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Thursday, November 18, 2010
Statement of NIH Director Francis S. Collins, M.D., Ph.D., on Recommendation to Create a Single Institute for Substance Use, Abuse, and Addiction Research
On Nov. 15, 2010, I received the formal recommendation from the National Institutes of Health (NIH) Scientific Management Review Board that NIH create a new Institute focusing on substance use, abuse, and addiction research and related public health initiatives. This Institute would integrate the relevant research portfolios from the National Institute on Drug Abuse (NIDA), the National Institute on Alcohol Abuse and Alcoholism (NIAAA), and other NIH Institutes and Centers. The formation of a single, new Institute devoted to such research makes scientific sense and would enhance NIH's efforts to address the substance abuse and addiction problems that take such a terrible toll on our society.
Substance use, abuse, and addiction research is carried out by many NIH entities besides NIDA and NIAAA. Consequently, I have asked NIH Principal Deputy Director Lawrence A. Tabak, D.D.S., Ph.D., and National Institute of Arthritis and Musculoskeletal and Skin Diseases Director Stephen I. Katz, M.D., Ph.D., to pull together a task force of experts from within NIH to look carefully across all of NIH’s 27 Institutes and Centers to determine where substance use, abuse, and addiction research programs currently exist and make recommendations about what programs should be moved into the proposed new Institute. In addition, the task force will survey NIDA and NIAAA for programs that are not related to substance use, abuse, and addiction research and make recommendations about where such programs will go. Final recommendations to the NIH Director will be informed by consultation with relevant stakeholders.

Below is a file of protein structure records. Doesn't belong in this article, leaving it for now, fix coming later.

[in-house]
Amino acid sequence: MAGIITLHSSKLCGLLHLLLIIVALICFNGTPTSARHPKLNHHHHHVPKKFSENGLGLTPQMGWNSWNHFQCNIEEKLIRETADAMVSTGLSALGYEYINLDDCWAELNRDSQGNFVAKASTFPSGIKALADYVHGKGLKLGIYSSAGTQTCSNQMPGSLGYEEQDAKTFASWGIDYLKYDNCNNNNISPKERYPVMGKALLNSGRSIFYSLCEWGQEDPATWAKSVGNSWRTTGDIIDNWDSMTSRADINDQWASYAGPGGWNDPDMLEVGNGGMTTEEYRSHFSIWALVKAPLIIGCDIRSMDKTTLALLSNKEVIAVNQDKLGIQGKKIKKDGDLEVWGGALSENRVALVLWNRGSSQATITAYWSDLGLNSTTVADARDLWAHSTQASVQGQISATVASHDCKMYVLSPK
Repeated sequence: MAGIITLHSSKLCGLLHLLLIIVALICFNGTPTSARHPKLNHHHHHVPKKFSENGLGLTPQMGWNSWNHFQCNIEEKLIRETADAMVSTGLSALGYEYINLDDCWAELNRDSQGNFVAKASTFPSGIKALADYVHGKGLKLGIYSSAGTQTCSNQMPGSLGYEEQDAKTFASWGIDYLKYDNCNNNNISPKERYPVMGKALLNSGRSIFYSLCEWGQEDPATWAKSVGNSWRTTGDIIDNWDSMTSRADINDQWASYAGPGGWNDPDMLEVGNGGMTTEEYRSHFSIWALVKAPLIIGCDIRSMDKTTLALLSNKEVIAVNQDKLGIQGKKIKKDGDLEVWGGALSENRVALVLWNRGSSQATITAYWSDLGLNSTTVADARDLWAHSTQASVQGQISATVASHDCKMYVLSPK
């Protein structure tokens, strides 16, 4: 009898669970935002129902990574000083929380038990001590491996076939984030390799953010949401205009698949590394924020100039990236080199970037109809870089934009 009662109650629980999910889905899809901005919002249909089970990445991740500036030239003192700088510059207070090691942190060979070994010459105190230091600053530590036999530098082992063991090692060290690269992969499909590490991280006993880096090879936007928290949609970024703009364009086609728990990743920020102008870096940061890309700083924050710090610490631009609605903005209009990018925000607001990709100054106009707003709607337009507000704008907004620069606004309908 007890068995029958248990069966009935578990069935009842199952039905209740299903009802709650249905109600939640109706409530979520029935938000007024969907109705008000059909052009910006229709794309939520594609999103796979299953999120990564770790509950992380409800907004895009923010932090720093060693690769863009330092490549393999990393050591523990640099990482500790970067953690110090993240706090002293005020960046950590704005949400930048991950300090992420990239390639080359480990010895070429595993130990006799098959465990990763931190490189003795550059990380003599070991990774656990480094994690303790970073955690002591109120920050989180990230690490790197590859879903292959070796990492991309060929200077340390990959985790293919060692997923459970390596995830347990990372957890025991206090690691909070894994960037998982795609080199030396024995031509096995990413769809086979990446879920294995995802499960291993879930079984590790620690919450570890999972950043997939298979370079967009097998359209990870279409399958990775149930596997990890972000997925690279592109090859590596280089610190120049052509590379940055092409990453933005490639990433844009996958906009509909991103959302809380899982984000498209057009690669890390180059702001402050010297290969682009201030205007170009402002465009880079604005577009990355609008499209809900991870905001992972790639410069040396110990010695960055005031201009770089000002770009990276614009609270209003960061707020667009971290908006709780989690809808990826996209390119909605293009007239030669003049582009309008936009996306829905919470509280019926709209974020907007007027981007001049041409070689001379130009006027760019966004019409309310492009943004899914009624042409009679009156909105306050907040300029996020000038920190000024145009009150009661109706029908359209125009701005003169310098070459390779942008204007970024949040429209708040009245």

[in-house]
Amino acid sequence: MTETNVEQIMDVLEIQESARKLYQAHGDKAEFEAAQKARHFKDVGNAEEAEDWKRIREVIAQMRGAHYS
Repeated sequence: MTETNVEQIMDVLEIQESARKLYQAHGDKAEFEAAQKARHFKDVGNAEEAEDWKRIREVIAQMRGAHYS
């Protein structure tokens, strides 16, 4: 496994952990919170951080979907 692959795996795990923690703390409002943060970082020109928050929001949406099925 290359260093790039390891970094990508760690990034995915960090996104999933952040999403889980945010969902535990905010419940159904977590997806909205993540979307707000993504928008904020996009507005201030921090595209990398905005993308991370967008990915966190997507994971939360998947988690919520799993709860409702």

Clearly, it will take some time to carry out this assessment in a thoughtful, systematic manner. I anticipate that the task force will produce a detailed reorganization plan for my consideration sometime in the summer of 2011.
In the interim, all existing substance use, abuse, and addiction research programs at NIH will continue status quo. It is imperative we keep these important lines of research moving forward with all due speed for the benefit of the nation's health.
About the National Institutes of Health (NIH): NIH, the nation's medical research agency, includes 27 Institutes and Centers and is a component of the U.S. Department of Health and Human Services. NIH is the primary federal agency conducting and supporting basic, clinical, and translational medical research, and is investigating the causes, treatments, and cures for both common and rare diseases. For more information about NIH and its programs, visit www.nih.gov.
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